Missionaries of Charity, established by Mother Teresa, has announced their decision to de-regulate 13 of their 16 adoption centres, along with ending adopting services in India, effective 1 August 2015, in the wake of the new laws issued in July under a notification by the Women and Child Development Ministry, headed by Meneka Gandhi. The Charity, that runs its adoption centres under the name Nirmala Shishu Bhawan, are known for their services like food, shelter, and education provided to special-needs children, along with abandoned, and destitute children, from impoverished backgrounds.
The Charity’s request comes after a change in law, that apparently, makes it easier for single, separated, and divorced parents to adopt children.
Although, the previous laws did not hinder single, separated, and divorced parents from adopting children, it was however up to the discretion of the Charity’s adoption centre to approve or disapprove the adoption request, as applications for adoption were filed directly to the concerned adoption centre. This process was said to be tedious, and could take up to months, or even years before the concerned adoption agency reached their final decision.
The new law requires parents to first register their application on the CARA (Central Adoption Resource Authority) website – the nodal body for adoption under the Women and Child Development Ministry; prospective parents can then track their applications online. This new application process, has thus centralised the adoption process, creating an apparent conflict of ideologies between the Missionaries of Charity, and the centre.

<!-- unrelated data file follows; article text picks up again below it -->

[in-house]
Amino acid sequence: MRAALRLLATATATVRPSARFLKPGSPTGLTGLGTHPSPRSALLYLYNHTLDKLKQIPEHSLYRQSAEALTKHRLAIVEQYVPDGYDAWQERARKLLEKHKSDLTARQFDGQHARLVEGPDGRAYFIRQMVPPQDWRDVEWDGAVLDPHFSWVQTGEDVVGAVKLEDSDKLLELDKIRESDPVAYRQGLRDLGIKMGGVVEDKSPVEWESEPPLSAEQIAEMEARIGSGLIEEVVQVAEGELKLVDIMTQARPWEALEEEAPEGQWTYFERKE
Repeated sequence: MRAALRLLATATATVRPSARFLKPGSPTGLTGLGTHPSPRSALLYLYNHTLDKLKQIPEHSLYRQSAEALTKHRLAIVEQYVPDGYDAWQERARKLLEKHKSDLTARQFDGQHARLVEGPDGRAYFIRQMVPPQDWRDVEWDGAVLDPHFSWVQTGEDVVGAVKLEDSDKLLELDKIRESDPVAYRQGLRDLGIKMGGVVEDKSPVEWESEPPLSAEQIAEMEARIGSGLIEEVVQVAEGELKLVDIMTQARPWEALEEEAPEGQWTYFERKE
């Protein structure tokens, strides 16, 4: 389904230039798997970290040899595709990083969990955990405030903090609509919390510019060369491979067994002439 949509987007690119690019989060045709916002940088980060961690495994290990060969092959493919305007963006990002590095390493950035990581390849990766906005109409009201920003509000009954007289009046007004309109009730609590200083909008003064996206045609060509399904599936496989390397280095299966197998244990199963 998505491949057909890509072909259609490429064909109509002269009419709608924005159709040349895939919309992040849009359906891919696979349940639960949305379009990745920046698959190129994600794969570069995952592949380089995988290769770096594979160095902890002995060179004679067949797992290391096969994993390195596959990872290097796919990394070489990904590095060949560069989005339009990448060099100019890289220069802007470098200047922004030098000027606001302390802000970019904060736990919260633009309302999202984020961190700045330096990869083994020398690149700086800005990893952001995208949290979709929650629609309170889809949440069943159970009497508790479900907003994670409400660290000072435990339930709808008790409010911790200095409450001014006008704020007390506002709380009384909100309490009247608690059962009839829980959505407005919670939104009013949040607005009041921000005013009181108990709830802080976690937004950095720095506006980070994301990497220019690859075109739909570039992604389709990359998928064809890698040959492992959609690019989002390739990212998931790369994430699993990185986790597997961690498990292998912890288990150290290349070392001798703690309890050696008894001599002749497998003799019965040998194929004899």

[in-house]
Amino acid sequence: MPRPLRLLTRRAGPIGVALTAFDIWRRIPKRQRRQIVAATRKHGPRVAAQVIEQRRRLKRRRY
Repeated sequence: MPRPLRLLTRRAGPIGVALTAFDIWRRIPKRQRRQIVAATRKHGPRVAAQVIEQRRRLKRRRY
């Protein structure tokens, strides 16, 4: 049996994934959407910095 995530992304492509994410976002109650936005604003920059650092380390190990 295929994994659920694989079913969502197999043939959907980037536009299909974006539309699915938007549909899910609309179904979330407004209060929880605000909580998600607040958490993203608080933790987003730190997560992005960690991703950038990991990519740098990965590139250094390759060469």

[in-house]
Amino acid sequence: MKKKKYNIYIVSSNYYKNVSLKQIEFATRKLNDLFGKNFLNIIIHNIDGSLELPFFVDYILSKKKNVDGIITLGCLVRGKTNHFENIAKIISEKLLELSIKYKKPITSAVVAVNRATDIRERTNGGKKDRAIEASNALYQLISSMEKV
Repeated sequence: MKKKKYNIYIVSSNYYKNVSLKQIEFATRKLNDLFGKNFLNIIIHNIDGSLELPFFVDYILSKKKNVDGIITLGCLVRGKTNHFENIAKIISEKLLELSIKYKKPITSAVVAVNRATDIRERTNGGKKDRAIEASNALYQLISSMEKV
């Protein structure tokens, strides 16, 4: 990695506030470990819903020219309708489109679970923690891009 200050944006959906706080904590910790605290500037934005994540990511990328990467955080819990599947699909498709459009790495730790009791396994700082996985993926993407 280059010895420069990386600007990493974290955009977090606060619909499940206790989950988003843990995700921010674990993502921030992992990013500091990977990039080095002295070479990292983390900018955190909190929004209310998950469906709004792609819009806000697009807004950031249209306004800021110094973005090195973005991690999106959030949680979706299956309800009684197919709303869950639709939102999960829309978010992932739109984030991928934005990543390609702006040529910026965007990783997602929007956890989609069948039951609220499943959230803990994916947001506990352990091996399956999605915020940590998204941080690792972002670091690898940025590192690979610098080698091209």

As stated by the Veerendra Mishra, to the Indian Express, secretary CARA, there are two points of contention that have led the Charity to end their adoption services in India, “First, [Missionaries of Charity] will not allow adoption by single parents; second, they also have issues with couples, one or both of whom has had a divorce earlier.”
Sister Amla, from the North Delhi centre of the Charity, confirmed the organisation’s decision to end adoption services, and de-regulate adoption centres; she told the media that, “The new guidelines hurt our conscience. They are certainly not for religious people like us”
A statement from the Missionaries of Charity further added, “If we were to continue with the work set up by Mother Teresa, complying with all the provisions would be very difficult for us.”
Moreover, the new law suggests that parents will be given an option to choose between 4 to 6 children before they adopt one. The charity, however, is not in favour of the idea, as they believe that this takes away from the essence of adoption, to view the child as a gift, and not as a commodity.
However, the charity had been contemplating to end their services, “for some time”, to focus their attentions on special needs children who have not been adopted.
The ministry has indicated that since the Charity are experts in their field of work, the government would not want them to close down their adoption centres, however they will remove the children from the charity’s adoption centres, and move them to other centres if the charity refuses to give the children up for adoption.